How do states in the Midwest go about collecting the debt owed to them?
One long-standing, widespread state strategy to collect debt has been the use of offset programs — ensuring that any pending payments to individuals or entities (tax refunds, for example) are used to cover their delinquent obligations.
In fiscal year 2015, for example, Iowa’s Offset Program collected $47.2 million in debt, a 162 percent increase from FY 2006. Two primary factors have contributed to this increase in debt recovery. First, certain casino winnings must now be used to pay an individual’s debt. (Other offsets can come from tax refunds, lottery winnings, and payments to vendors for goods and services.) Second, Iowa allows local governments to participate in the program. This local involvement also takes place in states such as Kansas, Minnesota and Wisconsin.
Wisconsin’s Debt Collection Initiative was authorized seven years ago and requires participation by all state agencies. Under this initiative, the Department or Revenue is responsible for recovering debt, first by reaching out to individuals and seeking voluntary payment. “Involuntary” methods are the next step — for example, taking a portion of the person’s wages or issuing a levy on the debtor’s bank.
Across the Midwest, states now centralize their debt-collection operations — by encouraging or requiring state agencies to send their bad debt to a single state entity for collection. These centralized operations are run through 1) treasury and revenue departments (Illinois, Indiana, Michigan, Minnesota, Nebraska, North Dakota and Wisconsin; 2) an attorney general’s office (Ohio); or 3) departments that provide administrative and other services to state government agencies (Iowa, Kansas and South Dakota).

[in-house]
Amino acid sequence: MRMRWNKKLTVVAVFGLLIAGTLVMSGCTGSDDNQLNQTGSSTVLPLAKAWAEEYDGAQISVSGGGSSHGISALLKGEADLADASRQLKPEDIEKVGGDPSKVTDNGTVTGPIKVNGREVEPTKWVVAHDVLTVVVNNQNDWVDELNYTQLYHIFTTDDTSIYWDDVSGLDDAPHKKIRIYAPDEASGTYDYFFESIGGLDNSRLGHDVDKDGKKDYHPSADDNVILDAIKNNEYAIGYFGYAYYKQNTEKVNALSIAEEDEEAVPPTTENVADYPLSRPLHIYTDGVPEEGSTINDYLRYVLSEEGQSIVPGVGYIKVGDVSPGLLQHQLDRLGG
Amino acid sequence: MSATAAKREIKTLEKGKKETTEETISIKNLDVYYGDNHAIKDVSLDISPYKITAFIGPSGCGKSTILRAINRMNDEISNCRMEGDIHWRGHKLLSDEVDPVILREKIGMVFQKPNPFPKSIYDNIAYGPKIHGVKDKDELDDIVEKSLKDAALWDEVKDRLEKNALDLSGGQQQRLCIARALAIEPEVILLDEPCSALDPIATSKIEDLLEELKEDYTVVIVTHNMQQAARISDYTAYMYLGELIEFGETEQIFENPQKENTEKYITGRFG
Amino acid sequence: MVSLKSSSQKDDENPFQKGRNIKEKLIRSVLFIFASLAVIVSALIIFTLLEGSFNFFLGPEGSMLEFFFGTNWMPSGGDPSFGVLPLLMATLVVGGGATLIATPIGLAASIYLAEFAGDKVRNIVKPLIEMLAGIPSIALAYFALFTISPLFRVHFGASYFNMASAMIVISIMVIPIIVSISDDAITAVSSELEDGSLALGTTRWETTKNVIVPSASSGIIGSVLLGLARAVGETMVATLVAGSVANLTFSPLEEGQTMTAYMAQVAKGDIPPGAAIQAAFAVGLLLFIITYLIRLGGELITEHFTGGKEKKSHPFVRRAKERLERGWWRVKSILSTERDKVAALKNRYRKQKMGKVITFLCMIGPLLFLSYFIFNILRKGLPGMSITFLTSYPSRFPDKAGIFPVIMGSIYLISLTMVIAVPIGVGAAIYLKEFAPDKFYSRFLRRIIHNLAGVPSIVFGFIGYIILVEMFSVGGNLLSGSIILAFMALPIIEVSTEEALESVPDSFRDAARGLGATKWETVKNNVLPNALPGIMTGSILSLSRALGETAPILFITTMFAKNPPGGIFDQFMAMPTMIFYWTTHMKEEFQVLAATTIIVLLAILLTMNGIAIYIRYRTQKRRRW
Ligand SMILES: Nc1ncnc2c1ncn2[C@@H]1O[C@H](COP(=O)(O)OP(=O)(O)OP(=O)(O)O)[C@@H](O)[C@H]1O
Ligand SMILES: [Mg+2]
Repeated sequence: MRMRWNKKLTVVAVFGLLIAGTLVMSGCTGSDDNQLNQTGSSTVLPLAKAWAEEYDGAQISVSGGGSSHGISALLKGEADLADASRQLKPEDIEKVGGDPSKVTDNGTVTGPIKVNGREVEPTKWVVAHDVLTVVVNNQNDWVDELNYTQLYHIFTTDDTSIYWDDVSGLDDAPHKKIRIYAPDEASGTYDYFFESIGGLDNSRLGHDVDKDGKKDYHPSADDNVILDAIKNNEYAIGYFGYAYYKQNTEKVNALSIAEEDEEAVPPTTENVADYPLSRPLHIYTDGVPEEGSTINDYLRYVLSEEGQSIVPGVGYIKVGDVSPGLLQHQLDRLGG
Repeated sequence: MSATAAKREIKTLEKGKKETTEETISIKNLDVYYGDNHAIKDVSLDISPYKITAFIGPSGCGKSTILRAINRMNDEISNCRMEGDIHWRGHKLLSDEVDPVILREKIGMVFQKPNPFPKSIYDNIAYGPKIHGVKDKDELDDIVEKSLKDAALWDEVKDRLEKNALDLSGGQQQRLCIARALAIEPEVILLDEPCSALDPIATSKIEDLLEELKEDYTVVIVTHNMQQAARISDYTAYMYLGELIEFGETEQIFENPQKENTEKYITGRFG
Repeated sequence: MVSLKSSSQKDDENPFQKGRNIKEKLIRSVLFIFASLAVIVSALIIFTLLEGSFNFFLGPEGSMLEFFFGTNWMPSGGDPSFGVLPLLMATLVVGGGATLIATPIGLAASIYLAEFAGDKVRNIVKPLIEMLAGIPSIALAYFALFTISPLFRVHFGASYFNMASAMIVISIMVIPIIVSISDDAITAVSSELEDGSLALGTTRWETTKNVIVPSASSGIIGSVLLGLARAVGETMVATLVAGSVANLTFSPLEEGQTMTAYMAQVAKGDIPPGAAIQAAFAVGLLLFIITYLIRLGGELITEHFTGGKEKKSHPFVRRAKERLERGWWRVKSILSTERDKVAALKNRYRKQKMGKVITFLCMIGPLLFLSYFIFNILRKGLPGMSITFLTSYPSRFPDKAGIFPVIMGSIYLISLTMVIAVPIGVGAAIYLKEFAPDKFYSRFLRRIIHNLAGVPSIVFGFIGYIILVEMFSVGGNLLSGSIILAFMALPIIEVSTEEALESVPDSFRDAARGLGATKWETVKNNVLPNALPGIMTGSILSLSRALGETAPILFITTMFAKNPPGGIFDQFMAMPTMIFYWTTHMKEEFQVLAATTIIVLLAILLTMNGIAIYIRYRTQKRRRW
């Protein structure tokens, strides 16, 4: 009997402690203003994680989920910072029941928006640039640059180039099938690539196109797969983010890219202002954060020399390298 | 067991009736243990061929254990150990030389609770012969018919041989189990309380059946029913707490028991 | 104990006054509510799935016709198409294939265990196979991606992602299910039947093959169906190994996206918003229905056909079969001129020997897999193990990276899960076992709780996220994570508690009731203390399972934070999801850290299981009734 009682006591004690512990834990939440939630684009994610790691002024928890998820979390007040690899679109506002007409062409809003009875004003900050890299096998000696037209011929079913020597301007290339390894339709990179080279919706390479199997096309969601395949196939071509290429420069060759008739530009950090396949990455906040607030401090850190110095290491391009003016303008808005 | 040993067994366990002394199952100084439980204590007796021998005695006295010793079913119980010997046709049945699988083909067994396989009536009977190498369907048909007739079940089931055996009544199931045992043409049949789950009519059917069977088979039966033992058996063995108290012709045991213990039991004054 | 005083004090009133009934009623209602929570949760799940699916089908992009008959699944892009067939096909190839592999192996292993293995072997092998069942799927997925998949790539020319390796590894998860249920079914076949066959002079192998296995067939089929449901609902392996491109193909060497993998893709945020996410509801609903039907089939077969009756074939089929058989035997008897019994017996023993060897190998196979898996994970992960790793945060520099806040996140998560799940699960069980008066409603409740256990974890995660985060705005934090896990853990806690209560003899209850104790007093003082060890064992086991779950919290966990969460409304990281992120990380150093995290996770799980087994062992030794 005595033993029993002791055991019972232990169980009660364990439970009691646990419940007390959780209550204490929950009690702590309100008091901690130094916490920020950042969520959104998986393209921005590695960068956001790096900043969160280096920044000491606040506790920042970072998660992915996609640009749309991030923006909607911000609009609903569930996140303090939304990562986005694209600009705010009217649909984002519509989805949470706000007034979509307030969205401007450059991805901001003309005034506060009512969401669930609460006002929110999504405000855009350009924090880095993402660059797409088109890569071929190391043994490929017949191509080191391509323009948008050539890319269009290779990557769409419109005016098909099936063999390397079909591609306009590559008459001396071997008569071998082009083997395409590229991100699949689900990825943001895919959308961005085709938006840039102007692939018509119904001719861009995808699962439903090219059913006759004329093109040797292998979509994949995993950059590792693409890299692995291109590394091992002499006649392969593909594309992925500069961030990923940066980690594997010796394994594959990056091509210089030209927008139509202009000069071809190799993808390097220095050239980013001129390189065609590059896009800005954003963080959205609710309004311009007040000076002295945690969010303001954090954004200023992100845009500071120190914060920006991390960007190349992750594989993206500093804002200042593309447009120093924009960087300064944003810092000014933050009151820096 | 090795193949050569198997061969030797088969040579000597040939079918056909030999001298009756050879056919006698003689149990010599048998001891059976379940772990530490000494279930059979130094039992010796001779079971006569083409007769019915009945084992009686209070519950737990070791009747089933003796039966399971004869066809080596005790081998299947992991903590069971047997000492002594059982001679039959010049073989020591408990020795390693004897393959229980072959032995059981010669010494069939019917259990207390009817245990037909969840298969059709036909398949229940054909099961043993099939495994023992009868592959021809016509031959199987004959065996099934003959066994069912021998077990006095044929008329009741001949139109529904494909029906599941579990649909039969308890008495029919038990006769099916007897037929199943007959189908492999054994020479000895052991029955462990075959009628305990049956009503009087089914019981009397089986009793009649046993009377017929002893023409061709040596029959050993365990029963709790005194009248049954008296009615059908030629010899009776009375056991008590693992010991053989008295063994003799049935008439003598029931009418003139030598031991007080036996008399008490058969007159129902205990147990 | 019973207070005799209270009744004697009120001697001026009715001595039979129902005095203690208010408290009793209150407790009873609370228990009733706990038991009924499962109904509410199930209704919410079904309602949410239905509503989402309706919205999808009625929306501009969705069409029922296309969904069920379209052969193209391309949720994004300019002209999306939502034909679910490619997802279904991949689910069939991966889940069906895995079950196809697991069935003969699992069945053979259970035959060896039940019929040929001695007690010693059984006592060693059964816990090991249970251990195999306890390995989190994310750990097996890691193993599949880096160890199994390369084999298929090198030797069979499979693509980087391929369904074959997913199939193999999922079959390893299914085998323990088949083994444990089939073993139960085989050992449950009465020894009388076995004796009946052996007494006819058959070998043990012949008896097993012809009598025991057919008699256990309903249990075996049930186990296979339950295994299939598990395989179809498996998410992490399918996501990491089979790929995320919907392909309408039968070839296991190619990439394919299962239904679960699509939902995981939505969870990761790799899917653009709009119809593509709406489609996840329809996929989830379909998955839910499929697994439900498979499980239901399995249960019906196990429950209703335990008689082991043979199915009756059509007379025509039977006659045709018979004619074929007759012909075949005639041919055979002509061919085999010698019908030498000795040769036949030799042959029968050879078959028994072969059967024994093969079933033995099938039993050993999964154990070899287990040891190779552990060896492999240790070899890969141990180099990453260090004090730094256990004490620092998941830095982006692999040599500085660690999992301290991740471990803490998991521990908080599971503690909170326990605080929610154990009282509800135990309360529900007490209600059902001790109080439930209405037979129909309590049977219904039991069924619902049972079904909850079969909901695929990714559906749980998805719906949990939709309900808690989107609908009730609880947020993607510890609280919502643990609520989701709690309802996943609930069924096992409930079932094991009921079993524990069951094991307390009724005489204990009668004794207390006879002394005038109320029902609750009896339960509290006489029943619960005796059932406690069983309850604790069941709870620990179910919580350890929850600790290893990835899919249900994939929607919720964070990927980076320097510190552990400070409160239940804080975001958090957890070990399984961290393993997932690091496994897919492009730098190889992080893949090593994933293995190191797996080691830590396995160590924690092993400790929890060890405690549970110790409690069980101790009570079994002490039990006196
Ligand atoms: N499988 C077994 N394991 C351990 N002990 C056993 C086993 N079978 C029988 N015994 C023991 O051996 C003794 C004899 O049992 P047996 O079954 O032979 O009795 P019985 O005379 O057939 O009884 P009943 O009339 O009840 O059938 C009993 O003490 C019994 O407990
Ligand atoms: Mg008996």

South Dakota’s Obligation Recovery Center opened in July (the result of last year’s HB 1228). The center’s first customer is South Dakota’s Unified Judicial System, which will pass along unpaid restitution payments and court fines. All state agencies soon will be referring bad debt to the center.
Overseen by the South Dakota Bureau of Administration but run by an outside firm, the center will be funded by a 20 percent cost recovery fee charged to debtors. It has the authority to sue, file liens and maintain an electronic debt management system. And under the law, people who owe the state money can be denied driver’s, fishing and hunting licenses.
States also can enter into reciprocity agreements with the U.S. Department of Treasury — with both parties agreeing to offset payments to individuals or entities that have debts with a state or federal agency. As of FY 2015, only Illinois, Minnesota and Wisconsin had such agreements with the federal government. However, all U.S. states recover some debt from the U.S. Department of Treasury’s Offset Program. About $3 billion was collected on behalf of states in FY 2015; more than half of this total was related to delinquent child-support payments. The federal program also helps collect unpaid state income taxes and retrieve debts related to unemployment insurance and food stamps.
|Stateline Midwest: October 2016||1.95 MB|